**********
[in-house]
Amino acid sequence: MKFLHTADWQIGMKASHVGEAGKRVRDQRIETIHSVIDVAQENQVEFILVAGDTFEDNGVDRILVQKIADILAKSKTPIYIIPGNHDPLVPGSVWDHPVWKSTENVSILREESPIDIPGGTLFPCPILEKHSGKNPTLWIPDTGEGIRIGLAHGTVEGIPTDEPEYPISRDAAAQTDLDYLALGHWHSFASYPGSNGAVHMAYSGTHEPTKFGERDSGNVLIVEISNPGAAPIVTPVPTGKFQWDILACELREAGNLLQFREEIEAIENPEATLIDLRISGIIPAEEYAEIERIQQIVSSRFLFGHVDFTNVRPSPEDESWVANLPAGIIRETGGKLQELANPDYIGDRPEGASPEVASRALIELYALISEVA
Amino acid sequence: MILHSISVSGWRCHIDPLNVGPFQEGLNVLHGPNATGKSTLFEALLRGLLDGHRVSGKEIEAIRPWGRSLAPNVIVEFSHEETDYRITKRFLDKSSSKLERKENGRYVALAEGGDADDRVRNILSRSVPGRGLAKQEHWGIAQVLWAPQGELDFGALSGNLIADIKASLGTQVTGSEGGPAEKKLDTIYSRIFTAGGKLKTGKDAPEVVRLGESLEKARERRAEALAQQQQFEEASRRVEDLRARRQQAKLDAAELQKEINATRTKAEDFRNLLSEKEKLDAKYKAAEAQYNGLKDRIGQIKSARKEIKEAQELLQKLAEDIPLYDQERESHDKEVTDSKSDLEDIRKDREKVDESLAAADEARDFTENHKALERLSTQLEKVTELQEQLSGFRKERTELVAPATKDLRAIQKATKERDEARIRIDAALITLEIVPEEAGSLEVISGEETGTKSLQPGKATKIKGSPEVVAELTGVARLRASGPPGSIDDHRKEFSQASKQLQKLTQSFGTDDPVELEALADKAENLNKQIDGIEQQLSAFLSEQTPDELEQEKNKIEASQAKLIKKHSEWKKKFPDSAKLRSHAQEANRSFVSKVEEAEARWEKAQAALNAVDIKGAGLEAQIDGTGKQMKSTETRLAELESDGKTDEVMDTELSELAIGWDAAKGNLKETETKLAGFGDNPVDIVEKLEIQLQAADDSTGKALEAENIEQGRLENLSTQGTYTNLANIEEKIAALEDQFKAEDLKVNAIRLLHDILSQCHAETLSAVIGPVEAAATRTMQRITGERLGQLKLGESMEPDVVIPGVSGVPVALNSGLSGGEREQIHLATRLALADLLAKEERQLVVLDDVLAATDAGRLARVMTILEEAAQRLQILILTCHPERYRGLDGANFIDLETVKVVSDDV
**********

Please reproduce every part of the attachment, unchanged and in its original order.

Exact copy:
[in-house]
Amino acid sequence: MKFLHTADWQIGMKASHVGEAGKRVRDQRIETIHSVIDVAQENQVEFILVAGDTFEDNGVDRILVQKIADILAKSKTPIYIIPGNHDPLVPGSVWDHPVWKSTENVSILREESPIDIPGGTLFPCPILEKHSGKNPTLWIPDTGEGIRIGLAHGTVEGIPTDEPEYPISRDAAAQTDLDYLALGHWHSFASYPGSNGAVHMAYSGTHEPTKFGERDSGNVLIVEISNPGAAPIVTPVPTGKFQWDILACELREAGNLLQFREEIEAIENPEATLIDLRISGIIPAEEYAEIERIQQIVSSRFLFGHVDFTNVRPSPEDESWVANLPAGIIRETGGKLQELANPDYIGDRPEGASPEVASRALIELYALISEVA
Amino acid sequence: MILHSISVSGWRCHIDPLNVGPFQEGLNVLHGPNATGKSTLFEALLRGLLDGHRVSGKEIEAIRPWGRSLAPNVIVEFSHEETDYRITKRFLDKSSSKLERKENGRYVALAEGGDADDRVRNILSRSVPGRGLAKQEHWGIAQVLWAPQGELDFGALSGNLIADIKASLGTQVTGSEGGPAEKKLDTIYSRIFTAGGKLKTGKDAPEVVRLGESLEKARERRAEALAQQQQFEEASRRVEDLRARRQQAKLDAAELQKEINATRTKAEDFRNLLSEKEKLDAKYKAAEAQYNGLKDRIGQIKSARKEIKEAQELLQKLAEDIPLYDQERESHDKEVTDSKSDLEDIRKDREKVDESLAAADEARDFTENHKALERLSTQLEKVTELQEQLSGFRKERTELVAPATKDLRAIQKATKERDEARIRIDAALITLEIVPEEAGSLEVISGEETGTKSLQPGKATKIKGSPEVVAELTGVARLRASGPPGSIDDHRKEFSQASKQLQKLTQSFGTDDPVELEALADKAENLNKQIDGIEQQLSAFLSEQTPDELEQEKNKIEASQAKLIKKHSEWKKKFPDSAKLRSHAQEANRSFVSKVEEAEARWEKAQAALNAVDIKGAGLEAQIDGTGKQMKSTETRLAELESDGKTDEVMDTELSELAIGWDAAKGNLKETETKLAGFGDNPVDIVEKLEIQLQAADDSTGKALEAENIEQGRLENLSTQGTYTNLANIEEKIAALEDQFKAEDLKVNAIRLLHDILSQCHAETLSAVIGPVEAAATRTMQRITGERLGQLKLGESMEPDVVIPGVSGVPVALNSGLSGGEREQIHLATRLALADLLAKEERQLVVLDDVLAATDAGRLARVMTILEEAAQRLQILILTCHPERYRGLDGANFIDLETVKVVSDDV